Having come evolved from a forgotten squad three years ago to the program's first Div. III tourney appearance, the men's tennis team is looking to prove that this season has been more than a flash in the pan.
The third-seeded Maroons (18-9) look to build on their last upset today in Gustavus, Minnesota, against second-seeded, nationally 19th-ranked Carthage (19-5). A win against the Redmen would put them in their bracket's final match, where they would face the winner of top-seeded, fifth-ranked Gustavus and fourth-seeded Coe for a spot in nationals. Coming off a 4-3 shocker over 17th-ranked Wash U to secure the UAA's third place, Chicago players feel that they're just hitting their peak now and are primed for another big win.
"Our team has come a long way during this season," said first-year Bharath Sithian, who will play sixth singles today. "Everyone's physical fitness has improved a great deal over the year, and our games have made significant strides. The team is playing levels above how we played when we first arrived."
That degree of that improvement could be the difference maker in today's match against the Redmen, who beat the Maroons 6-1 on March 12. Better conditioned and playing smarter tennis now, Chicago feels they have a prime opportunity to exact revenge. Players point to the difference between their 5-2 loss against Wash U on April 3 and their upset victory over the Bears exactly two weeks later at UAAs as indicative of how far they've come. They also know that Carthage lost to Wash U 4-3 in their only match-up this year.
"We're pretty psyched for our match against Carthage," said fourth-year fifth-singles player Jacob Reckess, a UAA second-team singles selection. "We lost to them earlier in the season, and so we're lucky to have this opportunity again. Hopefully, we'll capitalize on the opportunity."
The team's only senior, Reckess has been around for the team's lowest and highest points in recent memory and is clear on the biggest difference: the team's coaching staff. Not only successful recruiters, second-year head coach Marty Perry and assistant Eric Mahone have also stressed conditioning and high-percentage play as focal points from day one.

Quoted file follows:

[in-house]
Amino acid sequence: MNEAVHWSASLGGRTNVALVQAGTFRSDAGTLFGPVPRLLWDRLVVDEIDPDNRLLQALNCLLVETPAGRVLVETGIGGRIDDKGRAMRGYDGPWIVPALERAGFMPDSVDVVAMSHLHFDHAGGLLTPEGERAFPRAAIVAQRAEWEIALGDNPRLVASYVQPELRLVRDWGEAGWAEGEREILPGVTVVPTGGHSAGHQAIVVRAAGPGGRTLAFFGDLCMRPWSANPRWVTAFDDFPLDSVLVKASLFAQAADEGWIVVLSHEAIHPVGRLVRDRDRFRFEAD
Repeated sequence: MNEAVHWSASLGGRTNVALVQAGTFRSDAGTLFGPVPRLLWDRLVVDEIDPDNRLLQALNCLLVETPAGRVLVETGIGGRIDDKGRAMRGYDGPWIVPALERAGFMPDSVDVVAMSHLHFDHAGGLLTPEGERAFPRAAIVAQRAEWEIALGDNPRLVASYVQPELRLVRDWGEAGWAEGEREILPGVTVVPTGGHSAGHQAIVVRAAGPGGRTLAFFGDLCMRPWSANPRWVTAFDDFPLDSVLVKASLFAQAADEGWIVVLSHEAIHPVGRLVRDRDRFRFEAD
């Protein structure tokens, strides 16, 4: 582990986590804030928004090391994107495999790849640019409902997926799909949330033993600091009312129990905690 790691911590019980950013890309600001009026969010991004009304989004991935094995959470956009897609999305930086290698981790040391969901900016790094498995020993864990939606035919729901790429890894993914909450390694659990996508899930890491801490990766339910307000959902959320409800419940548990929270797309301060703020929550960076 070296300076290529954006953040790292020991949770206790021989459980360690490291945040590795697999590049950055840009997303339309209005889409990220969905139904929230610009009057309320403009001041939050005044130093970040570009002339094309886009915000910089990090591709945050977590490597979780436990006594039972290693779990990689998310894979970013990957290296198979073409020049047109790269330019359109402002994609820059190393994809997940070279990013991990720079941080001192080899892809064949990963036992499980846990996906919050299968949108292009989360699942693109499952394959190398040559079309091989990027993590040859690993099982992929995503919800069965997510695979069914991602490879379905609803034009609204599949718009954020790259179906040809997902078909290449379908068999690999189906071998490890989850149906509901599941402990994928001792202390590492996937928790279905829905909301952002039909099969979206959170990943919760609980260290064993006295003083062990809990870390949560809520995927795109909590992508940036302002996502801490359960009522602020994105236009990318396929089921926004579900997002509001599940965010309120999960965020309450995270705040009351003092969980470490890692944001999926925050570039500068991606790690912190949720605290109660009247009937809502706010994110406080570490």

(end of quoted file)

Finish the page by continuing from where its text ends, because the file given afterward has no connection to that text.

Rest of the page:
The former has shown in long, back-and-forth battles, of which the Maroons have had many. The latest, Reckess's 5-7, 7-6, 6-2 comeback victory over Wash U's Chris Kuppler, secured the Maroons' conference finish. Doubles teammate first-year Joseph Tchan, who was awarded a UAA honorable mention for his doubles play with Reckess, has similarly shown great play down the stretch, often coming back from being down the first set.
"Marty and Eric have truly done an incredible job," said Reckess, referring to the UAA's coaching staff of the year. "They have patiently molded us into smart doubles playersan ironic rarity in college tennis, where the doubles point is so crucial."
"They've also built us into a tough and conditioned team. While I'm relieved that I will never have to run another nine-ball sprint again after this season, I realize that our team is one of the most conditioned teams out there and that this fact wins us countless points and raised eyebrows from our opponents every match."
Players credit their coaches' work ethics with instilling the importance of preparation and determination to the team. During the off-season, Perry and Mahone would work with players individually as early as 9 a.m. and stay through the end of team practice at 11 p.m. daily. That sort of tirelessness could also be seen in Chicago's tough matches, as 20 of the team's 24 spring matches were on the road. The Maroons held their own against tough foes too, going 4-4 against regionally ranked opponents and ultimately fighting their way into the region's top six teams.
"Our biggest strengths are probably that by now our team is mentally strong and match-tough due to the large amount of matches we played this year," Sithian said.
High-percentage play, the buzzword since Perry began coaching this team, has also played a key part in the team's revival, particularly in doubles matches and upset victories. Rather than going for the big point, the Maroons seek to take advantage of their opponents' weaknesses and not beat themselves with unforced errors. Most importantly, that mentality has given the team a deep lineup that is as likely to turn a couple wins out of fifth and sixth singles (where Sithian and Reckess are a combined 24-13) as it is the top of the rotation. Obviously, with third-year transfer Ward Bortz, 25-8 on the year and ranked as high as third regionally this year, the top has held its own in big matches.
With all of that in mind, Chicago now looks to show Carthage what a difference a couple months can make. Though a win today would unquestionably be the team's biggest of the season, the Maroons also know that they need to stay within their game plan, playing as they have been in recent weeks and not letting their intensity cause them to overplay.
If they can get past the Redmen, the Maroons would likely face the 24-3 Gustavus Gusties Saturday, the clear favorite.
Though a long shot to make it to nationals, this year was just an intermediate step, though a huge one, in the team's long-term prospects.
"Either way, I'm proud of how far we've come," said Reckess, who will be the only player graduating this June. "If you had told me four years ago that Chicago Tennis would even make the NCAAs by my fourth year, I would have laughed hysterically. Having the chance to play in the tournament is fantastic."